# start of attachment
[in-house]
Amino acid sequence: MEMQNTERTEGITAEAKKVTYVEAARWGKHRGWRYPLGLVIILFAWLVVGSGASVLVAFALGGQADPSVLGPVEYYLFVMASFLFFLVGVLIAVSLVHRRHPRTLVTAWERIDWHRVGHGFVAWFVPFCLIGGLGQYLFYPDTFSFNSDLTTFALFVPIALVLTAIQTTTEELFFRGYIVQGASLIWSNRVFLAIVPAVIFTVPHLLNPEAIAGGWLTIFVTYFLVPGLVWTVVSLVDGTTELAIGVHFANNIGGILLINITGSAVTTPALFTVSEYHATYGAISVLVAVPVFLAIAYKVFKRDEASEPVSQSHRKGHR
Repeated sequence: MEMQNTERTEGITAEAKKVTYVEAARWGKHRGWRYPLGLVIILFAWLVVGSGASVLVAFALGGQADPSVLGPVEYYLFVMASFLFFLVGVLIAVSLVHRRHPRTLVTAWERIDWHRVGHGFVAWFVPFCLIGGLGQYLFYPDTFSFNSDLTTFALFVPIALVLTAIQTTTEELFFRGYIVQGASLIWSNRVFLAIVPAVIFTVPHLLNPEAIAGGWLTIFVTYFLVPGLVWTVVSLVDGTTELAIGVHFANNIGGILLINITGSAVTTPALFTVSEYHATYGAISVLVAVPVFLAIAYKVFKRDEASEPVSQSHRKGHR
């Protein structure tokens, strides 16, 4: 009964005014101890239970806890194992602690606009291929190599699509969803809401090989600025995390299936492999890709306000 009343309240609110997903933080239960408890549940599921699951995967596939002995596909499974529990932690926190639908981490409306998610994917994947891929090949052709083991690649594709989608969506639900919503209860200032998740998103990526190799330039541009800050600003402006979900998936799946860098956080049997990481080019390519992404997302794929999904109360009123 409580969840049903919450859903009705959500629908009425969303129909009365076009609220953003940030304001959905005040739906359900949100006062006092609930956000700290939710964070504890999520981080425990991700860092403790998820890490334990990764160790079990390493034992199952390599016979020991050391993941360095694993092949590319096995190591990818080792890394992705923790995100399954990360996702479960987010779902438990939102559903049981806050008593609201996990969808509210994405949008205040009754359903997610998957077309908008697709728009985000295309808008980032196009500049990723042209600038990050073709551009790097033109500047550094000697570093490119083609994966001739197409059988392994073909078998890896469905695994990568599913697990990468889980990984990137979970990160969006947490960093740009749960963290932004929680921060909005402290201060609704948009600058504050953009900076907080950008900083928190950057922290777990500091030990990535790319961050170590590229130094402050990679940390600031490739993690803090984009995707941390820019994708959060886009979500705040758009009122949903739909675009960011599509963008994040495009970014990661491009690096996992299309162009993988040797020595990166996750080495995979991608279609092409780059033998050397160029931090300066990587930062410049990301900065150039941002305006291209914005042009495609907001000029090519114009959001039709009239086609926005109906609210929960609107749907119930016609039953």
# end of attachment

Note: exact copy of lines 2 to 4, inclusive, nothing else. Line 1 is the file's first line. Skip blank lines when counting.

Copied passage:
Amino acid sequence: MEMQNTERTEGITAEAKKVTYVEAARWGKHRGWRYPLGLVIILFAWLVVGSGASVLVAFALGGQADPSVLGPVEYYLFVMASFLFFLVGVLIAVSLVHRRHPRTLVTAWERIDWHRVGHGFVAWFVPFCLIGGLGQYLFYPDTFSFNSDLTTFALFVPIALVLTAIQTTTEELFFRGYIVQGASLIWSNRVFLAIVPAVIFTVPHLLNPEAIAGGWLTIFVTYFLVPGLVWTVVSLVDGTTELAIGVHFANNIGGILLINITGSAVTTPALFTVSEYHATYGAISVLVAVPVFLAIAYKVFKRDEASEPVSQSHRKGHR
Repeated sequence: MEMQNTERTEGITAEAKKVTYVEAARWGKHRGWRYPLGLVIILFAWLVVGSGASVLVAFALGGQADPSVLGPVEYYLFVMASFLFFLVGVLIAVSLVHRRHPRTLVTAWERIDWHRVGHGFVAWFVPFCLIGGLGQYLFYPDTFSFNSDLTTFALFVPIALVLTAIQTTTEELFFRGYIVQGASLIWSNRVFLAIVPAVIFTVPHLLNPEAIAGGWLTIFVTYFLVPGLVWTVVSLVDGTTELAIGVHFANNIGGILLINITGSAVTTPALFTVSEYHATYGAISVLVAVPVFLAIAYKVFKRDEASEPVSQSHRKGHR
């Protein structure tokens, strides 16, 4: 009964005014101890239970806890194992602690606009291929190599699509969803809401090989600025995390299936492999890709306000 009343309240609110997903933080239960408890549940599921699951995967596939002995596909499974529990932690926190639908981490409306998610994917994947891929090949052709083991690649594709989608969506639900919503209860200032998740998103990526190799330039541009800050600003402006979900998936799946860098956080049997990481080019390519992404997302794929999904109360009123 409580969840049903919450859903009705959500629908009425969303129909009365076009609220953003940030304001959905005040739906359900949100006062006092609930956000700290939710964070504890999520981080425990991700860092403790998820890490334990990764160790079990390493034992199952390599016979020991050391993941360095694993092949590319096995190591990818080792890394992705923790995100399954990360996702479960987010779902438990939102559903049981806050008593609201996990969808509210994405949008205040009754359903997610998957077309908008697709728009985000295309808008980032196009500049990723042209600038990050073709551009790097033109500047550094000697570093490119083609994966001739197409059988392994073909078998890896469905695994990568599913697990990468889980990984990137979970990160969006947490960093740009749960963290932004929680921060909005402290201060609704948009600058504050953009900076907080950008900083928190950057922290777990500091030990990535790319961050170590590229130094402050990679940390600031490739993690803090984009995707941390820019994708959060886009979500705040758009009122949903739909675009960011599509963008994040495009970014990661491009690096996992299309162009993988040797020595990166996750080495995979991608279609092409780059033998050397160029931090300066990587930062410049990301900065150039941002305006291209914005042009495609907001000029090519114009959001039709009239086609926005109906609210929960609107749907119930016609039953």